ALL Operator in SQL Server

ALL Operator in SQL Server with Examples

In this article, I am going to discuss the ALL operator in SQL Server with examples. Please read our previous article where we discussed the IN, BETWEEN and LIKE Operator in detail. When a scalar value has to be compared with a single-column set of values then generally we use IN or JOINs. In addition to that, we can extend the comparison by using ANY and ALL operators which have rarely been used.

What is ALL Operator in SQL Server?

The ALL Operator in SQL Server is used to select all records of a Select statement. It compares a value to every value in a list of results from a query. The ALL must be preceded by the comparison operators and evaluates to TRUE if the query returns no rows. For example, ALL means greater than every value means greater than the maximum value. Suppose ALL (1, 2, 3) means greater than 3. If this is not clear at the moment don’t worry we will try to understand this with some examples.

Understanding the ALL Operator with Examples:

Let us understand the SQL Server ALL Operator with some examples. We are going to use the following PermanentEmployee and ContractEmployee tables to understand the ALL Operator.

All Operator in SQL Server

Please use the below script to create database EmployeeDB, create PermanentEmployee and ContractEmployee table and populate these two tables with the required test data.

-- Create a database
CREATE DATABASE EmployeeDB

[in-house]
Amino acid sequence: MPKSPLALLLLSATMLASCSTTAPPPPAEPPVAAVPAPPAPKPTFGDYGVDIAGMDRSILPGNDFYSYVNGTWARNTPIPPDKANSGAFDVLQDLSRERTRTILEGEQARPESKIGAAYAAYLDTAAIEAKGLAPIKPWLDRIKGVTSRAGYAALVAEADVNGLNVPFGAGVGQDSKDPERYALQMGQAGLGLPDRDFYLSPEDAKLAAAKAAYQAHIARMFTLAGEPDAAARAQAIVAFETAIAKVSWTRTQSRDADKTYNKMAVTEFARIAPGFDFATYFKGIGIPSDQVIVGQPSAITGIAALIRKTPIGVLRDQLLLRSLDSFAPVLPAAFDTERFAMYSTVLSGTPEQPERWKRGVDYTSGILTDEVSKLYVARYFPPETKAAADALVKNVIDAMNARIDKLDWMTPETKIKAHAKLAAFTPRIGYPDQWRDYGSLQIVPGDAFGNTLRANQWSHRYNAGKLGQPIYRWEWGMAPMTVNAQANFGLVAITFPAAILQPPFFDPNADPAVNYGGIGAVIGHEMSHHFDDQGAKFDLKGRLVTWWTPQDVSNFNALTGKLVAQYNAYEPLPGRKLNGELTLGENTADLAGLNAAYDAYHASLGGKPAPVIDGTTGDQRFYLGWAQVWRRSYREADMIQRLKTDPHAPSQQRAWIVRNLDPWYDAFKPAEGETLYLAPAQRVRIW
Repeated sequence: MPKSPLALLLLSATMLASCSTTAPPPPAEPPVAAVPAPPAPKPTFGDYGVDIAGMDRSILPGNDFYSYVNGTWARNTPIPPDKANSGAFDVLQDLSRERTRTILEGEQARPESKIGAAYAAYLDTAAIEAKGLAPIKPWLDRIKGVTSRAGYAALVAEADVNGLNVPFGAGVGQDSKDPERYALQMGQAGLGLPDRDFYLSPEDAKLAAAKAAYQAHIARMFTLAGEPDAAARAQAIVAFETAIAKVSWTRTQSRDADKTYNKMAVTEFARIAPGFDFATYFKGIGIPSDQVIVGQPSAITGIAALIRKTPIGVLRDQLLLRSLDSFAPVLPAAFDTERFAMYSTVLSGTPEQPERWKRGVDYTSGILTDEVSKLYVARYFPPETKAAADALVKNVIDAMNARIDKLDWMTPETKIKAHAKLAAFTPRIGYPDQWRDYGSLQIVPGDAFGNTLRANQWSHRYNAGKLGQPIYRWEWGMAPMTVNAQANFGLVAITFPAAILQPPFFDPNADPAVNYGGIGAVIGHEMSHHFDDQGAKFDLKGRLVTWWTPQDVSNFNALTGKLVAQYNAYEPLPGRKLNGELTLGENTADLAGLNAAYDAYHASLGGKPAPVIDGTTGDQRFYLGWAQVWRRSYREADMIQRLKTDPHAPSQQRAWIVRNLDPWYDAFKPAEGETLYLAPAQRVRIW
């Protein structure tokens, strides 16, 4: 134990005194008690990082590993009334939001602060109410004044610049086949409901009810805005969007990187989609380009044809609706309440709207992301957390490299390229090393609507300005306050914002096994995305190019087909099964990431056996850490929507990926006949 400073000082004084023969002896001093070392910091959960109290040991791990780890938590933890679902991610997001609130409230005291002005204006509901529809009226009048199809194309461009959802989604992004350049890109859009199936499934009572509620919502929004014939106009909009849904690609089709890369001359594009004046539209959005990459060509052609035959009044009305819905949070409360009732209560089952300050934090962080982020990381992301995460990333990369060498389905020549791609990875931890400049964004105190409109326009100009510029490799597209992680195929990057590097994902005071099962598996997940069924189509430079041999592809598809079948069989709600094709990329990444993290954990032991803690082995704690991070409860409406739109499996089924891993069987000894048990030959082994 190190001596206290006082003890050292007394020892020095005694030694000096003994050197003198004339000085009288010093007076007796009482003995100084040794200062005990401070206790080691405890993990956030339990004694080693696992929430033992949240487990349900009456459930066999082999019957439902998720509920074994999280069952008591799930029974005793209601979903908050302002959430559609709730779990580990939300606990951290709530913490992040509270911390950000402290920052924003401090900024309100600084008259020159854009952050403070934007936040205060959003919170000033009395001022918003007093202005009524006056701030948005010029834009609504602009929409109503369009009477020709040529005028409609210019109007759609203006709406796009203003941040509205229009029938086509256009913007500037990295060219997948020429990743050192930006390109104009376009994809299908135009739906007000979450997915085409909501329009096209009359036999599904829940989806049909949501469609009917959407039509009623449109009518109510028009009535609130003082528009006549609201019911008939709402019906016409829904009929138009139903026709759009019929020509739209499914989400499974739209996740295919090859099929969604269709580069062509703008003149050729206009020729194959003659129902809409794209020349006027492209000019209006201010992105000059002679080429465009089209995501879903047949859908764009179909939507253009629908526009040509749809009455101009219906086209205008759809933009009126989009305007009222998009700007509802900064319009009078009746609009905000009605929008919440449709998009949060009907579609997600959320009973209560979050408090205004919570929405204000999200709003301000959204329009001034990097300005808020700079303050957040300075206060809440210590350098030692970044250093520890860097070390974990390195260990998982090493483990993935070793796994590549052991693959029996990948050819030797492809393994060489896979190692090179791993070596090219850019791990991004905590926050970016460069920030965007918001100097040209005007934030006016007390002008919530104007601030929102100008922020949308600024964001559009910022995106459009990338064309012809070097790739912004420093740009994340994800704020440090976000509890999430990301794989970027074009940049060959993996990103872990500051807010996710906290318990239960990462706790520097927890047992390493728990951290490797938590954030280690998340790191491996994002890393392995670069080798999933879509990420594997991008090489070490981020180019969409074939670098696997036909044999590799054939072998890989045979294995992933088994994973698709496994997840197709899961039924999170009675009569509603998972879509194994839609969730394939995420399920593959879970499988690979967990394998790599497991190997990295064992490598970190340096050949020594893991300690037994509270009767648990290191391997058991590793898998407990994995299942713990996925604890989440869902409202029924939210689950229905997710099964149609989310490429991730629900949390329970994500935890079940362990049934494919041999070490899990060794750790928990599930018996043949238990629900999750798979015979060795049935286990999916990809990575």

GO

Use EmployeeDB
GO

--Create PermanentEmployee Table
CREATE TABLE PermanentEmployee
(
  EmployeeId INT,
  Name VARCHAR(50),
  Gender VARCHAR(50),
  Department varchar(50),
  Age INT
)
GO

--Insert Rows into PermanentEmployee Table
INSERT INTO PermanentEmployee VALUES (1,'Pranaya','Male','IT',20)
INSERT INTO PermanentEmployee VALUES (2,'Priyanka','Female','IT',22)
INSERT INTO PermanentEmployee VALUES (3,'Sudhanshu','Male','HR',25)
INSERT INTO PermanentEmployee VALUES (4,'Subrat','Male','Sales',60)
INSERT INTO PermanentEmployee VALUES (5,'Tarun','Male','Sales',54)
INSERT INTO PermanentEmployee VALUES (6,'Lipika','Female','HR',27)
INSERT INTO PermanentEmployee VALUES (7,'Smita','Female','IT',40)
INSERT INTO PermanentEmployee VALUES (8,'Smith','Male','HR',29)
GO
ContractEmployee Table with test data:
-- Create ContractEmployee Table
CREATE TABLE ContractEmployee
(
  EmployeeId INT,
  Name VARCHAR(50),
  Gender VARCHAR(50),
  Department varchar(50),
  Age INT
)
GO

--Insert rows into ContractEmployee Table
INSERT INTO ContractEmployee VALUES (9,'Anurag','Male','IT',33)
INSERT INTO ContractEmployee VALUES (10,'Sara','Female','IT',15)
INSERT INTO ContractEmployee VALUES (11,'Sambit','Male','HR',29)
INSERT INTO ContractEmployee VALUES (12,'James','Male','Sales',37)
INSERT INTO ContractEmployee VALUES (13,'Pam','Female','Sales',25)
GO

Note: The ALL Operator in SQL Server can only be used with WHERE and HAVING clauses.

Syntax to use ALL Operator:

How to use ALL Operator in SQL Server

Parameters:
  1. column_name: Name of the column of the table.